As we talked about, we think I’d say it’s relatively neutral with the actions that are going on between Micron and Elpida there. I think if we look at Q2 compared to our competitors we had pretty strong growth against the forecast and contraction on their part. So, some of that comes from market share growth, some of it comes from customer mix also. So, hard to say on that, but the consolidation or integration that is expected to go on between Elpida and Micron, we believe should be good for FormFactor. We support both customers and have good working relationships both of them. So, we would expect to continue that.

Mark Delaney – Goldman Sachs

Great, thanks very much.

Operator

Thank you. The next question is from C J Muse of Barclays. Please proceed.

Olga Levinzon – Barclays

Hi, this is Olga calling in for C. J. Thanks for taking my question. Just wondering if you could provide us a bit more granularity of the revenue guide regarding how the DRAM Flash and revenues will break out?

Tom St. Dennis

Yeah. We think that DRAM certainly is going to be down relative to Q2 that’s probably the biggest decline, but no surprise given that 65% or 70% of our revenues is there. Flash probably will be somewhat lower but as a percentage we’ll probably make up a higher mix with respect to Q2 revenues versus Q1 revenues. And then SoC, I believe will be – maybe flat, maybe slightly down, but generally it will be flat to maybe slightly down. That’s how we see the mix coming in Q2.

Olga Levinzon – Barclays

Got you. And then I guess on the SoC side previously, you have talked about provision to some level of growth in the second half of the year and you had also discussed potential for market share gains with the vertical probe cards. Just wondering how much of that is of the current floors and anticipated ramp there is driven by just caution of your customers versus longer than expected time to actually get the design win. How should we think about that?

Tom St. Dennis

I’d say actually we’ve been pretty successful with our – the current product line, which we think we have room to grow share and grow the business in. We had good luck in terms of positioning those products getting through some key qualifications, getting engaged in some key projects on it. The unfortunate part of it is that companies like TI and Renaissance, Infineon, Freescale, others are really being very cautious. They have many of them and talked about upcoming market and business improvements for the second half of the year. And I think that in most cases, the second half of the year doesn’t even appear flat with the first half or Q2 that in many cases they’ve got it down on revenue on it. So, it’s frustrating because we feel like we’ve gotten ourselves in a good position, but we’ve just run into a headwind there of conservative capacity planning and spending etcetera. So, we continue to on with those.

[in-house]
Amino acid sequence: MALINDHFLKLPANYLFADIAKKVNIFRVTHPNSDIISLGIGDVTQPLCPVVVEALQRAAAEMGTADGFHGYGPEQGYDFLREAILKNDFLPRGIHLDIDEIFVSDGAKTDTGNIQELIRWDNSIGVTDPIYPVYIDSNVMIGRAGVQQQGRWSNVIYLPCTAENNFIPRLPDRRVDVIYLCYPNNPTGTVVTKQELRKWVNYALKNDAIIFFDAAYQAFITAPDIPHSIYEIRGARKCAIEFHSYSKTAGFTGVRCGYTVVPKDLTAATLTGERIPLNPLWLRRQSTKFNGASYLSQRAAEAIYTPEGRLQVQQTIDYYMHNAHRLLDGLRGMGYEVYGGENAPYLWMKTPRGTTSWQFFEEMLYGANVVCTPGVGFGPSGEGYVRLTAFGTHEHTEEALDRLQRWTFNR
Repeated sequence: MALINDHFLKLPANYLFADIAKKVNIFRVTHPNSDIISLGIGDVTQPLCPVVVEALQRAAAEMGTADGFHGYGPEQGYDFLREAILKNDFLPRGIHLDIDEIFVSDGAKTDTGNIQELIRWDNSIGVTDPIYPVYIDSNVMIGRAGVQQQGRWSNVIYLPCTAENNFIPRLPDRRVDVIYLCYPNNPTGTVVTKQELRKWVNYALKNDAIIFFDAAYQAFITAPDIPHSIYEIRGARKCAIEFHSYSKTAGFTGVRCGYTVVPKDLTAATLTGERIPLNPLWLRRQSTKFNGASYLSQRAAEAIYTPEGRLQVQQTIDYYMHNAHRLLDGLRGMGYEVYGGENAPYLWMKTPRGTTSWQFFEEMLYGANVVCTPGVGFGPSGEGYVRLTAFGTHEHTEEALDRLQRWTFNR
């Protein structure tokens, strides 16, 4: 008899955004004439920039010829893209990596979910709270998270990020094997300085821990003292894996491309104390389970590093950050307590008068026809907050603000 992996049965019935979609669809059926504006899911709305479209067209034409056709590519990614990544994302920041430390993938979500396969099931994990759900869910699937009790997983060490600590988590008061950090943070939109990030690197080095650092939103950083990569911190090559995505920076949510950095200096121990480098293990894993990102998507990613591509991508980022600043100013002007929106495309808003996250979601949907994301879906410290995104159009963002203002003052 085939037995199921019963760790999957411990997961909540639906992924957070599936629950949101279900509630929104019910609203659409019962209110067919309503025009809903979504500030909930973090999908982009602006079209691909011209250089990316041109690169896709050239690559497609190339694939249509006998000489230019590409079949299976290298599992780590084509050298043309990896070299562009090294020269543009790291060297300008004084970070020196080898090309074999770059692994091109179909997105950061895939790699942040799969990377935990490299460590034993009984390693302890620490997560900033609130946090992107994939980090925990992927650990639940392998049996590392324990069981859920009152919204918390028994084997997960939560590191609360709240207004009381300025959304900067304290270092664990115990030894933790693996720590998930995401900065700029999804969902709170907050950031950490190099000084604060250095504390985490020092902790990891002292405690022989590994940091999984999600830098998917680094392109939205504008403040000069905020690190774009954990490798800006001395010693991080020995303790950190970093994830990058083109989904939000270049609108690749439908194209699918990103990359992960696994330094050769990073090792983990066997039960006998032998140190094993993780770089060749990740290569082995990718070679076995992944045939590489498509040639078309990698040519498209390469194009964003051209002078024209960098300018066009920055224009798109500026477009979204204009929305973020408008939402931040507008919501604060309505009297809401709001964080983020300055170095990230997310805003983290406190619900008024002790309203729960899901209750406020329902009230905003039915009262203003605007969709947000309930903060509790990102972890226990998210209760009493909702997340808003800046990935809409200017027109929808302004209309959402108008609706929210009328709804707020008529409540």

And as I think as those businesses recover, we’ve got a much improved position there for the SoC business with our existing product line. On the vertical probe card, that part of the market is certainly harder as it’s serving a lot of the mobile application processors. So, whether it’s Apple processors or Samsung processors or Qualcomm processors, that part of the market I think is quite active today still, and that is where we have our vertical technology targeted. And as I said, we’ll work to build the fully functional card product type card for a customer this quarter to get their test and feedback on it, but as we’ve said all along, the incremental revenue come from it would be in Q4 and it would be relatively a small force, but important for positioning going into 2013 and 2014.

Olga Levinzon – Barclays

And just the final sort of housekeeping question what are you assuming for stock comp and the tax expense or benefit in the third quarter?

Mike Ludwig

Stock compensation, I think you should think of it stock-based compensation, pretty much what we saw in Q2 around $3.5 million and the tax provision should be somewhere between $100,000 and $200,000 of expense, which is what we have typically run.

Olga Levinzon – Barclays

Okay, thank you.

Operator

The next question is from Patrick Ho of Stifel Nicolaus. Please proceed.

Patrick Ho – Stifel Nicolaus

Thank you. Tom, you mentioned some of the CapEx on the DRAM side in terms of wafer starts, can you just provide a little bit color whether you are seeing any slowdowns in the conversion to book 3X and 2X node or some of the cuts that you are seeing on the, I guess, the existing capacity? And I guess how is your competitive positioning in terms of those, really leading-edge node the 3X and 2X?

Tom St. Dennis

So, we’ve got designs on 2X and on 3X. So, customers have cards and are using them in a pilot – in a pilot manufacturing way. So, I think our position on that is pretty strong. With regards to what the timing is around that, to some degree, I’d say we saw some of this – some similar behavior in the fourth quarter of last year. If you look at the fact that it certainly appears that at least two of the four major suppliers on DRAM today have made cut backs. And most recently, some of the articles are came out around Elpida and Rexchip. When they’re doing that the existing technology nodes are the most mature. The yields are on them are the highest and that the most conservative things to do is to continue to run that versus trying to ramp a new technology node where yields are often substantially lower and you have wafer start requirements go high. And additionally there is a great deal of spending to put in place all of the infrastructure to test the new nodes which of course includes probe cards.